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The Bible: Authorized King James Version One of the more influential versions of the Bible with extensive commentary.

Preface

BIBLES are, by their very nature, partisan. As that plural suggests, there are many bibles, even in English, and each is the product of a particular interest group—whether religious, commercial, or, increasingly nowadays, both. This edition is no exception. The editors of this World's Classics version have chosen for their text the 1611, King James translation—also more familiarly called ‘the Authorized Version’—not because of any presumed impartiality, but because historically it has had greater influence on the development of the cultures and literatures of the English-speaking world than any other translation of the Bible.1 This edition reproduces the New Pica Royal text, including the Apocrypha, printed and published by Oxford University Press in 1966. As the Introduction should make clear, however, that version itself represents not merely a particular historical compromise, but has a quite specific and polemical bias of its own.

Nor can the present editors be themselves exempted from this general rule. Though this edition, unlike almost every other on the market, is not sponsored by a particular religious group, the mere fact that we have chosen to use a translation that is, in places, more than four hundred years old, indicates an initial historical bias to our approach. Bias is not confined to the choice of text. As the Introduction, Notes, and the rest of the critical apparatus should make very plain, we have throughout been interested in showing not merely how this particular translation came into being, but also how it relates to the Hebrew, Greek, and Latin versions from which it was made. We have also written our comments taking into account post-Enlightenment, modern, naturalistic (as opposed to supernaturalistic) knowledge and thinking about the Bible. Such a modern historical approach highlights another quality of this edition. So far from being the rock of ages in a sea of flux, as some devout Christian readers of the Bible have maintained in the past, it should be clear to any impartial reader of this edition that the history of biblical interpretation is one of continuous and, at times, quite startling change. The eighteenth-century shift from typological to narrative reading of the scriptures, for example, represents a far more fundamental interpretative shift than any changes that have occurred in the production or interpretation of Shakespeare's plays over the same period. To Jews, long used to a tradition of midrashic commentary, this fluidity comes as no surprise; to those with a stronger belief in the stability of scripture—even that appropriated from another religion—it may seem strange. The fact remains, however, that one reason for the Bible's continuing attraction to a wide range of readers—to painters, philosophers, poets, playwrights, songwriters and writers of all descriptions, as well as to religious practitioners—is the amazing dynamism of the text itself, and its continued capacity to present itself in a new light to every generation. In an important sense, this edition is a celebration of that historical, transformative dynamic aspect of the Bible.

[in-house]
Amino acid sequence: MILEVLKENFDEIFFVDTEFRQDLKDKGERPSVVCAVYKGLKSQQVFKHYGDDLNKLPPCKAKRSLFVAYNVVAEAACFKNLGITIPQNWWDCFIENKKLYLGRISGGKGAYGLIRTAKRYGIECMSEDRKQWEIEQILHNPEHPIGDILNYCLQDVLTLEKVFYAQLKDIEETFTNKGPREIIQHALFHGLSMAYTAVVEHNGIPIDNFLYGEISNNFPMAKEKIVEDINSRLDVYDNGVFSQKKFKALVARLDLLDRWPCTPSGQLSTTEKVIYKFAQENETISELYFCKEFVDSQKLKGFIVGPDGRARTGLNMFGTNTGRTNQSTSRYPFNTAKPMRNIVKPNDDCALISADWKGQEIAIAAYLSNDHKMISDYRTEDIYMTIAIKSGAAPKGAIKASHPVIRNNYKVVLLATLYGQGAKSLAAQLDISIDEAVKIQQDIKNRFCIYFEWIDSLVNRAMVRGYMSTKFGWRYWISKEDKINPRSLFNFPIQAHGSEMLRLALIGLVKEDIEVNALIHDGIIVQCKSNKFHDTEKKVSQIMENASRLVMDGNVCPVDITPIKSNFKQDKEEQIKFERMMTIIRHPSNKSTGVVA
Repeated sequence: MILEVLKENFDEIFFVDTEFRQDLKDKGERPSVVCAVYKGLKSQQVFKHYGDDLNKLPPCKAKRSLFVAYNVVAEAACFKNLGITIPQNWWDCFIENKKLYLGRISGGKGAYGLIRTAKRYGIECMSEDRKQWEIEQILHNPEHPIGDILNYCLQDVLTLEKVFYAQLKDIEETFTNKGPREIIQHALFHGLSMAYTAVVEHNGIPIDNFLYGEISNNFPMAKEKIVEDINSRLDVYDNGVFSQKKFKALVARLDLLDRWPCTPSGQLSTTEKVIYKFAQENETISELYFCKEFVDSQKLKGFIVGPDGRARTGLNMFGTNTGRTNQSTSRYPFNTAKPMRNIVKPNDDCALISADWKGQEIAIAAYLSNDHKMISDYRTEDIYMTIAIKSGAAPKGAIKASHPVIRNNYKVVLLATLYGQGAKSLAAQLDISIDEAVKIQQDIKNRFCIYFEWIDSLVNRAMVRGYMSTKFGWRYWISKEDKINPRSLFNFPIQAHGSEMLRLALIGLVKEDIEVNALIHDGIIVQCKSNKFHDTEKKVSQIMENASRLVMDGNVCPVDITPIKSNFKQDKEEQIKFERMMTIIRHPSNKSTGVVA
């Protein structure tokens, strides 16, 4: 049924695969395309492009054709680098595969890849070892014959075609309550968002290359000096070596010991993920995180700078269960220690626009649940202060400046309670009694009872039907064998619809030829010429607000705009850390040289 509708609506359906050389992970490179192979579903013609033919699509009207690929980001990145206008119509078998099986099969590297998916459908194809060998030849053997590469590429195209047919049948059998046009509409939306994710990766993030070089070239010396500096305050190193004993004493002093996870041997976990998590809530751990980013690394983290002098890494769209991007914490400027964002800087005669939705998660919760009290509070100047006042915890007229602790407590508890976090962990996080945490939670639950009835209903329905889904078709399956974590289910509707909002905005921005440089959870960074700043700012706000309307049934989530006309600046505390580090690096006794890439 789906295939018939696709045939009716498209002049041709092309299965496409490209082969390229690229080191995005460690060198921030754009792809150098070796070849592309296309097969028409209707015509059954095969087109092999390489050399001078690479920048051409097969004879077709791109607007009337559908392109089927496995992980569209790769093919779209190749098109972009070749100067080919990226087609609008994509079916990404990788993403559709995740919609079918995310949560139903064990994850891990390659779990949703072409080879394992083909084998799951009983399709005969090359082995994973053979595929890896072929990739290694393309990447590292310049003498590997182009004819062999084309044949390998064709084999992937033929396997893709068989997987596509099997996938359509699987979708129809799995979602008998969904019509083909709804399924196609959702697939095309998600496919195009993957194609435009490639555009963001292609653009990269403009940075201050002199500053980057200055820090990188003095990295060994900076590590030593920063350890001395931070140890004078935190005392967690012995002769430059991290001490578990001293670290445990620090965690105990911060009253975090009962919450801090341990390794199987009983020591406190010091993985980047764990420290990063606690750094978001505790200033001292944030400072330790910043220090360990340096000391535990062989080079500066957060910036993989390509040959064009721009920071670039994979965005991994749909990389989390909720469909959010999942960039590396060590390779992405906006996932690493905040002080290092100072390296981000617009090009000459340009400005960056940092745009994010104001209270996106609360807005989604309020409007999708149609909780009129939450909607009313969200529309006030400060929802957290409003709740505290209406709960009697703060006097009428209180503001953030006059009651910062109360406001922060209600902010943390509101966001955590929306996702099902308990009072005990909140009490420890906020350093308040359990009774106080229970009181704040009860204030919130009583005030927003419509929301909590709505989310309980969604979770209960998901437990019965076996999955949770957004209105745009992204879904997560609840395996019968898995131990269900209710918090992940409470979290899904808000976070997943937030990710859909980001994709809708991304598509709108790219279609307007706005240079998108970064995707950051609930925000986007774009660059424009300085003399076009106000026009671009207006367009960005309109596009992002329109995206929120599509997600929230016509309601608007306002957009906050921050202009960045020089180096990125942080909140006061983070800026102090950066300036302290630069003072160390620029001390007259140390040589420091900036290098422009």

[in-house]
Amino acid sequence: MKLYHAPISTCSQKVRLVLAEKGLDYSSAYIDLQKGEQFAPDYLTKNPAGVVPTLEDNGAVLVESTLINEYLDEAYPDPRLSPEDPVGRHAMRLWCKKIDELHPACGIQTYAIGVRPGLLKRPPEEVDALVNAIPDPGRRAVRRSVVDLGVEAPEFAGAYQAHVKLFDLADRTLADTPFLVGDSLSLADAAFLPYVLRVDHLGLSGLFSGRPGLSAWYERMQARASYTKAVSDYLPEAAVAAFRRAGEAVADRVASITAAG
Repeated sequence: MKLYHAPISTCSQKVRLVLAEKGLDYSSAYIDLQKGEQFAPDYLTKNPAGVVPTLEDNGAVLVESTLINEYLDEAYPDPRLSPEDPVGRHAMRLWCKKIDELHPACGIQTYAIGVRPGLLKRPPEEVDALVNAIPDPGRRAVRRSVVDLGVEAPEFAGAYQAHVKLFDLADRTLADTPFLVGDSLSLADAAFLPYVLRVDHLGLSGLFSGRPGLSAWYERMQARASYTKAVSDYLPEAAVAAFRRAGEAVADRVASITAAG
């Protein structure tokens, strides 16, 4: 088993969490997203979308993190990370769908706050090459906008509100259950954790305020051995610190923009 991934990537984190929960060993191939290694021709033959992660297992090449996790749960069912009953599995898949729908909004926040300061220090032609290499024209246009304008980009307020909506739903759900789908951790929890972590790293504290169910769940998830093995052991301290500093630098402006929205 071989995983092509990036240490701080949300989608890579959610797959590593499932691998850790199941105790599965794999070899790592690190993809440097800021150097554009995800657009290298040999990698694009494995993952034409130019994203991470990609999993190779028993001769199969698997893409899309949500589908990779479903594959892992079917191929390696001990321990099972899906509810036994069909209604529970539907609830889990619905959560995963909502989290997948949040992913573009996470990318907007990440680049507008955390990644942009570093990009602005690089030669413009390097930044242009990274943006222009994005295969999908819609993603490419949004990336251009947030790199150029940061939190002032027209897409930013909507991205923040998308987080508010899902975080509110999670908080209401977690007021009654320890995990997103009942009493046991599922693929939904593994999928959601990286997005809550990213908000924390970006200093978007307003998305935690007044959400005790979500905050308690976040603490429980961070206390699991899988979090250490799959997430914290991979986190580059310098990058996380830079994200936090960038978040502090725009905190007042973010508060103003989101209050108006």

Interwoven with that dynamic of transformative change is the whole cultural and literary tradition of the English-speaking peoples. In so far as such an aim can be encompassed within a few hundred pages of notes, we set out to show at least a little of that ever-changing relationship between the Book, and other books—suggesting, wherever possible, where other writers have taken their points of departure from the Bible, and, just as important, how our view of the Bible has been modified by other writers. If to claim that this edition is a cultural history would be hubris, our intention is at least to point in that direction. The new seventeenth-century Protestant insistence on searching the scriptures led to both the Puritan rhetoric of the Civil War and John Milton's Paradise Lost. The Bible has been central to the rhetoric of Protestant and Catholic alike in Ireland and among the Irish, from Swift and Sterne to Joyce and Beckett. We recall also the place of the Bible in the new democracy of America, as well as in the visionary Australian landscapes of Patrick White's Riders in the Chariot. Nor have we confined ourselves exclusively to the English literary tradition. Among others, Dante, Kierkegaard, and Thomas Mann, for instance, are too important to be omitted. In celebrating the enduring vitality, dynamism and influence of one 400-year-old translation of a loose and, to some extent, accidental collection of ancient writings translated from Near Eastern texts, we are also celebrating the continuing vitality of the interlinked but marvellously diverse cultures of the English-speaking world, and beyond. If in the beginning was the word, then continually has that word been in the world transforming it and being transformed by that world through other words and continually shall it be in transformed worlds and words to come. This edition is but one version of that ongoing word.

ROBERT CARROLL

STEPHEN PRICKETT

University of Glasgow 1996

Notes:

1 This edition reproduces the New Pica Royal text, including the Apocrypha, printed and published by Oxford University Press in 1966.

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